Premiums for higher grade scrap to widen in Asia
Posted on 30 April 2021
The spread between HMS or equivalent and higher-grade scrap is likely to rise after Japan's golden week holiday because of stronger demand and tighter supply for higher-grade scrap.
The spread between HMS and higher-grade scrap began to widen earlier when China started to allow imports of HRS101 grade scrap on 1 January. The current spread between Japanese H2 and HS is around ¥6,000-7,000/t, up from ¥5,000/t in March and the typical spread of ¥2,500/t last year.
Sentiment in the market was mixed as buyers and sellers held different outlooks on future prices. Many Japanese sellers expect scrap demand to rise in Asia, particularly after China cut tariffs for imported scrap. But many participants said it is still too early to have a definitive answer as to whether China's removal of scrap import tax will help to narrow or widen the price spread between HMS and higher-grade scrap. And many buyers expect prices for different grades to diverge because some grades will see higher demand. The wider price gap between HMS and higher-grade scrap is likely to be driven by a fall in prices for HMS or equivalent grades.
Higher-grade scrap prices in Asia are more likely to rise than fall in the coming weeks, and it is likely that there will be lower price volatility compared to lower-grade scrap. Higher-grade scrap generation in Japan will be limited as infrastructure construction slowed and the automotive industry cut output amid a shortage of chips. But demand is likely to remain strong as Chinese buyers have greater interest in higher-grade scrap than in HMS because of the country's import requirements. Higher-grade scrap is also highly sought after by other Asian buyers because of limited supply.
But prices for HMS and equivalent grades may move in the opposite direction. Many mills in northeast and southeast Asia were able to source large volumes of these scrap grades in their domestic markets. For example, ample supply of HMS and equivalent in Taiwan has made Taiwanese mills unwilling to consider Japanese offers for H1/H2 50:50 since late March while they cut bids for US HMS 1/2 80:20. Many mills in this region expect Japanese suppliers to be eager to sell H2 and H1/H2 after their golden week holiday, which will end on 6 May, because many Japanese domestic mills hold substantial stocks. Japanese sellers are unable to expand their buyer pools because China does not often purchase HMS scrap. This will increase the pressure on sellers to cut workable levels to attract interest. But Japanese suppliers may be unwilling to reduce offers because domestic demand is still strong. Asian buyers may show increased interest in scrap in bulk shipments from other regions outside Japan where prices are more competitive.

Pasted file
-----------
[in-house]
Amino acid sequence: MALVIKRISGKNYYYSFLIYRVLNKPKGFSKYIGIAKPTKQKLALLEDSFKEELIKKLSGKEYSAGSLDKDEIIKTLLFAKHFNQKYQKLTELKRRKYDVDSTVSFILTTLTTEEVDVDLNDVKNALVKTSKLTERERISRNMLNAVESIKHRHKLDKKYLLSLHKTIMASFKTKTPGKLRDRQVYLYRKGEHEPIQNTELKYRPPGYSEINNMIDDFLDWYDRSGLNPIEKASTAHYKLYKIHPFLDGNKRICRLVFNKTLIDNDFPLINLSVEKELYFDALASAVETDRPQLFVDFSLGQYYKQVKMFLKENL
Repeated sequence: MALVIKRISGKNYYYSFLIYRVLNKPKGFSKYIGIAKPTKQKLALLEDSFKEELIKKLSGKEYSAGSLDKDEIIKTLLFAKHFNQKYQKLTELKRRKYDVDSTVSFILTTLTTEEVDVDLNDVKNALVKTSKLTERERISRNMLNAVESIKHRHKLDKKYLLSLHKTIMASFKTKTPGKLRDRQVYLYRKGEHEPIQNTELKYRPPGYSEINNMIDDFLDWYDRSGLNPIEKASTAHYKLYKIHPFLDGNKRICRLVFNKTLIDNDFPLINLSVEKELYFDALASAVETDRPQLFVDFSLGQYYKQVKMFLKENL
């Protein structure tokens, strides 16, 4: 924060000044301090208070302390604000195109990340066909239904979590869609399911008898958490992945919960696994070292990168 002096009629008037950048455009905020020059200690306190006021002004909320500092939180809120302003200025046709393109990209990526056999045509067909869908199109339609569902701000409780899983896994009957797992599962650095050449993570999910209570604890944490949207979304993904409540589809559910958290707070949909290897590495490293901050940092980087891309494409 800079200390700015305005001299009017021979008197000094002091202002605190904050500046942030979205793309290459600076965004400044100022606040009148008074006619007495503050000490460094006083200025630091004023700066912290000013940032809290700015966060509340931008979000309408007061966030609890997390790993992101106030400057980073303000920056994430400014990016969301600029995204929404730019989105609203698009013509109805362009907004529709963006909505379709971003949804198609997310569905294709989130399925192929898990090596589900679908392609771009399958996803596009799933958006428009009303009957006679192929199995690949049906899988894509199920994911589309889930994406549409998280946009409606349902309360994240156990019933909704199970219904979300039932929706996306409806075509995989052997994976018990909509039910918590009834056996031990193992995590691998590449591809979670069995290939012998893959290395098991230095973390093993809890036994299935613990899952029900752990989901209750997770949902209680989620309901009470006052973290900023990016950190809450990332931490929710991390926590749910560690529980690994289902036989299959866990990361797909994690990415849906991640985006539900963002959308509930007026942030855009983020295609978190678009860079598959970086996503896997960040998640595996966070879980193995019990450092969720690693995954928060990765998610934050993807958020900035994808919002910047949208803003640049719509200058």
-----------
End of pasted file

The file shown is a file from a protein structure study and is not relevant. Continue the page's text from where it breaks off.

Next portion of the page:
Any increase in the spread between containerised HMS and higher-grade scrap will likely be less, as prices for containerised HMS have already fallen to a level that many suppliers find hard to accept because of higher container freight costs.
Premiums for Japanese shindachi over H1/H2 50:50 were around $65-75/t based on latest offers to Taiwan at $460-470/t cfr for H1/H2 50:50 and $525/t for shindachi, while the price difference between containerised HMS 1/2 80:20 and busheling was $47/t based on sales at $423/t and $470/t. In Vietnam the spread between H2 and HS was $55-65/t, with H2 offered at $470-480/t and HS at $525-535/t.Source : Argus